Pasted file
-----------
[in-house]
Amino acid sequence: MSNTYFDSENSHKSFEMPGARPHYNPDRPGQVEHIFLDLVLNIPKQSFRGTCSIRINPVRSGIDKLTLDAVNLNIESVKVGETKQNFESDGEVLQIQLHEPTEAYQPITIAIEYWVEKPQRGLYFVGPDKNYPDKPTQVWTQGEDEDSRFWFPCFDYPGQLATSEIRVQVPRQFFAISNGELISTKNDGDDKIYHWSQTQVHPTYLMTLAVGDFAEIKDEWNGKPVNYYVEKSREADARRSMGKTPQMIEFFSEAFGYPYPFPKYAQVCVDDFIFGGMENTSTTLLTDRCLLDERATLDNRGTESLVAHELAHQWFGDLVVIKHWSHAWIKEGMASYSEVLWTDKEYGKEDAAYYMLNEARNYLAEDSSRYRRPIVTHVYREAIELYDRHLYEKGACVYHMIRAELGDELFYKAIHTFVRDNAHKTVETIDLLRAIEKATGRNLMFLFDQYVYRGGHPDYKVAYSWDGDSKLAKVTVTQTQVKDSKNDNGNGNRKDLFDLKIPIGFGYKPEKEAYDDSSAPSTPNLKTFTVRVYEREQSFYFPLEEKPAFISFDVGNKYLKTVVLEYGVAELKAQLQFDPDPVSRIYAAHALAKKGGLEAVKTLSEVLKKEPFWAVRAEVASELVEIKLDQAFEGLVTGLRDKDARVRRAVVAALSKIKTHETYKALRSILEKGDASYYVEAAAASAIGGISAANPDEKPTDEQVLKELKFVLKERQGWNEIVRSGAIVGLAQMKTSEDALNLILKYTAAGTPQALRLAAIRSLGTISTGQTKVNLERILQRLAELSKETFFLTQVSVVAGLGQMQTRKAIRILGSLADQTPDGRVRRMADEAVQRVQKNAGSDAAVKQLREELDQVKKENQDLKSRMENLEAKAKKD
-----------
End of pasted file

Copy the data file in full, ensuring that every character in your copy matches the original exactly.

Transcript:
[in-house]
Amino acid sequence: MSNTYFDSENSHKSFEMPGARPHYNPDRPGQVEHIFLDLVLNIPKQSFRGTCSIRINPVRSGIDKLTLDAVNLNIESVKVGETKQNFESDGEVLQIQLHEPTEAYQPITIAIEYWVEKPQRGLYFVGPDKNYPDKPTQVWTQGEDEDSRFWFPCFDYPGQLATSEIRVQVPRQFFAISNGELISTKNDGDDKIYHWSQTQVHPTYLMTLAVGDFAEIKDEWNGKPVNYYVEKSREADARRSMGKTPQMIEFFSEAFGYPYPFPKYAQVCVDDFIFGGMENTSTTLLTDRCLLDERATLDNRGTESLVAHELAHQWFGDLVVIKHWSHAWIKEGMASYSEVLWTDKEYGKEDAAYYMLNEARNYLAEDSSRYRRPIVTHVYREAIELYDRHLYEKGACVYHMIRAELGDELFYKAIHTFVRDNAHKTVETIDLLRAIEKATGRNLMFLFDQYVYRGGHPDYKVAYSWDGDSKLAKVTVTQTQVKDSKNDNGNGNRKDLFDLKIPIGFGYKPEKEAYDDSSAPSTPNLKTFTVRVYEREQSFYFPLEEKPAFISFDVGNKYLKTVVLEYGVAELKAQLQFDPDPVSRIYAAHALAKKGGLEAVKTLSEVLKKEPFWAVRAEVASELVEIKLDQAFEGLVTGLRDKDARVRRAVVAALSKIKTHETYKALRSILEKGDASYYVEAAAASAIGGISAANPDEKPTDEQVLKELKFVLKERQGWNEIVRSGAIVGLAQMKTSEDALNLILKYTAAGTPQALRLAAIRSLGTISTGQTKVNLERILQRLAELSKETFFLTQVSVVAGLGQMQTRKAIRILGSLADQTPDGRVRRMADEAVQRVQKNAGSDAAVKQLREELDQVKKENQDLKSRMENLEAKAKKD